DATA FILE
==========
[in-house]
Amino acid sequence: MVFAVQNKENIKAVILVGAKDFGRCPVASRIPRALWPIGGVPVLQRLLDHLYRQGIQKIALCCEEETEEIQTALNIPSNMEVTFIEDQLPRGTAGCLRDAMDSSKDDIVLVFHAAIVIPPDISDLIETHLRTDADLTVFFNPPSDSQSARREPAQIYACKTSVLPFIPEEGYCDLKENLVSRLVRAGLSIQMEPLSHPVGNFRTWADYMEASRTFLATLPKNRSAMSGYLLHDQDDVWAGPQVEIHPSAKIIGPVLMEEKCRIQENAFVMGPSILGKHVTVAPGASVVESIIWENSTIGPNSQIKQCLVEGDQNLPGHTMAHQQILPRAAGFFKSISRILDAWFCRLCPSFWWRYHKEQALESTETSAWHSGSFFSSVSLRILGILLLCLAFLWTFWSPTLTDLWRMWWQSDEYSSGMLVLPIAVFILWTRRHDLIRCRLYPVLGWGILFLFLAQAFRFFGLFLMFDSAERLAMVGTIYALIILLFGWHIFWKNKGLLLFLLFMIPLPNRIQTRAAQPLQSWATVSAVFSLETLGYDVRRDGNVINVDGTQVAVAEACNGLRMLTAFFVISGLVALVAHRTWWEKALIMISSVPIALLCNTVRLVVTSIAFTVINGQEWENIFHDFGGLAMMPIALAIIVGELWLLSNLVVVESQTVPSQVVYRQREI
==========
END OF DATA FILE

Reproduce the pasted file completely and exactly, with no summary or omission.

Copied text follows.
[in-house]
Amino acid sequence: MVFAVQNKENIKAVILVGAKDFGRCPVASRIPRALWPIGGVPVLQRLLDHLYRQGIQKIALCCEEETEEIQTALNIPSNMEVTFIEDQLPRGTAGCLRDAMDSSKDDIVLVFHAAIVIPPDISDLIETHLRTDADLTVFFNPPSDSQSARREPAQIYACKTSVLPFIPEEGYCDLKENLVSRLVRAGLSIQMEPLSHPVGNFRTWADYMEASRTFLATLPKNRSAMSGYLLHDQDDVWAGPQVEIHPSAKIIGPVLMEEKCRIQENAFVMGPSILGKHVTVAPGASVVESIIWENSTIGPNSQIKQCLVEGDQNLPGHTMAHQQILPRAAGFFKSISRILDAWFCRLCPSFWWRYHKEQALESTETSAWHSGSFFSSVSLRILGILLLCLAFLWTFWSPTLTDLWRMWWQSDEYSSGMLVLPIAVFILWTRRHDLIRCRLYPVLGWGILFLFLAQAFRFFGLFLMFDSAERLAMVGTIYALIILLFGWHIFWKNKGLLLFLLFMIPLPNRIQTRAAQPLQSWATVSAVFSLETLGYDVRRDGNVINVDGTQVAVAEACNGLRMLTAFFVISGLVALVAHRTWWEKALIMISSVPIALLCNTVRLVVTSIAFTVINGQEWENIFHDFGGLAMMPIALAIIVGELWLLSNLVVVESQTVPSQVVYRQREI